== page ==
1. Open the Google Sheets document.
  2. Click the ‘View’ menu on the bar at the top of the screen.
  3. Hover over the ‘Freeze’ menu with your mouse. A new menu will appear.
  4. Choose either ‘1 row,’ ‘2 rows,’ or ‘Up to current row’. The ‘Up to current row’ option will freeze all the rows above and including the row that is currently highlighted. For example, if you click the row ‘13’, you’ll freeze all the rows including the thirteenth.

Freeze a Column in Sheets on Mobile App

Freezing a row on a mobile app is a bit different. Here’s what you need to do:

  1. Open the Sheets app on your Android/iPhone device.
  2. Tap and hold the row that you want to freeze.
  3. If the Freeze option doesn’t show, Select the ‘more icon’ (three horizontal dots) when the new box appears.
  4. Press ‘Freeze.’

Once you select the number of rows you want to freeze, you’ll see the grey line dividing that row from the rest of the document.

Users rarely freeze more than one row, particularly to solve the issue stated in this article. Therefore, if you want the columns from your first row to represent the headers of the rows, there’s no need to freeze two or more.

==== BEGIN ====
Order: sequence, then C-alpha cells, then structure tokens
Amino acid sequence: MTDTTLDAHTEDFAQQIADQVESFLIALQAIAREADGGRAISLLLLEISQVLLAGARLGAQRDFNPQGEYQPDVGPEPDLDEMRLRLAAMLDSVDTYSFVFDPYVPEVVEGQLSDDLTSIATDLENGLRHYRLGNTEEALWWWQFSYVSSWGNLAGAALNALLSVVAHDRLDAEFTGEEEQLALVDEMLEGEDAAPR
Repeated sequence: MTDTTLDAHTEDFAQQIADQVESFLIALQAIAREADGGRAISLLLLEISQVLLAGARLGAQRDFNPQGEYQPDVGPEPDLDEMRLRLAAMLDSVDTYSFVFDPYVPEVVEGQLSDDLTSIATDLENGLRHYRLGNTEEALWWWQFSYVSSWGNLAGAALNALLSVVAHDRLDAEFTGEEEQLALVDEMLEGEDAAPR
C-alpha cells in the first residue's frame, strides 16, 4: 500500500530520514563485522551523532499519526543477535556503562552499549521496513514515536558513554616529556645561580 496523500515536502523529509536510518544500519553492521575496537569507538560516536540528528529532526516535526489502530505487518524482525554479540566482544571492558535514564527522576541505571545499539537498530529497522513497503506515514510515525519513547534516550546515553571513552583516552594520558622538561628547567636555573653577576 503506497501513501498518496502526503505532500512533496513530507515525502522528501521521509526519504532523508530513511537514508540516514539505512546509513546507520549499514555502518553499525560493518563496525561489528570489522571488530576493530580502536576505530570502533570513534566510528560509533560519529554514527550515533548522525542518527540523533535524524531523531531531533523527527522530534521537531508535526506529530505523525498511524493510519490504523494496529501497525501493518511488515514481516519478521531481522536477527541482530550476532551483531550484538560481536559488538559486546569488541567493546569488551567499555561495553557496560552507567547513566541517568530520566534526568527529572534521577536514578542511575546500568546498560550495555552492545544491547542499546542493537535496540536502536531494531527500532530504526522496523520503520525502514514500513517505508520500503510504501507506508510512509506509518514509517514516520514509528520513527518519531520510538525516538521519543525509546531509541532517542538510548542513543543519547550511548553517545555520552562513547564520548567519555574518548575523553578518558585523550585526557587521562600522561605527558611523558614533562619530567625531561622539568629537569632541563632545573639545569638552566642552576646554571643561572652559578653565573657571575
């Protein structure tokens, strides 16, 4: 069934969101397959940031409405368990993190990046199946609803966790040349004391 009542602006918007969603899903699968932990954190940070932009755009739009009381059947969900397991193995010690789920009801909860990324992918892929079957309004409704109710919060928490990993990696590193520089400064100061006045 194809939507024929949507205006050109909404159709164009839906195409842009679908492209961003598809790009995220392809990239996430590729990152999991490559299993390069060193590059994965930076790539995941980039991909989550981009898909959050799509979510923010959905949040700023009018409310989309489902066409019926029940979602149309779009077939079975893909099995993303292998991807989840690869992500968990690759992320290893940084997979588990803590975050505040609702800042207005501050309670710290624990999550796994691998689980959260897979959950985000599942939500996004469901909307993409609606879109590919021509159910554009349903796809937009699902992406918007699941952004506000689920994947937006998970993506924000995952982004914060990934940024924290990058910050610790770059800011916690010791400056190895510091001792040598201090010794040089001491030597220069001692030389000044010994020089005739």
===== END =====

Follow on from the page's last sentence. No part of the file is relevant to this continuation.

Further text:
Rename the Columns in Google Sheets App

Now that you’ve frozen the row that will represent the column headers, you can rename them and always be aware of which value they represent.

You can easily rename the column in Sheet app:

  1. Open the Sheets app.
  2. Tap the column that you want to rename.
  3. Type in the name at the field next to the ‘fx’ symbol. (Alternatively, you can just double-tap the column instead of steps 2 and 3).
  4. Tap the checkmark once you enter the name.

After you freeze the row and rename your columns, you can scroll down as much as you want, but the columns of the first row will always be visible. Thanks to this, you’ll hardly ever mix up the values of those columns.

What About Freezing Columns?

You can follow the same steps from the previous sections to freeze the columns along with (or instead of) rows. This will essentially do the opposite thing, as it will freeze one column and the first value of each row.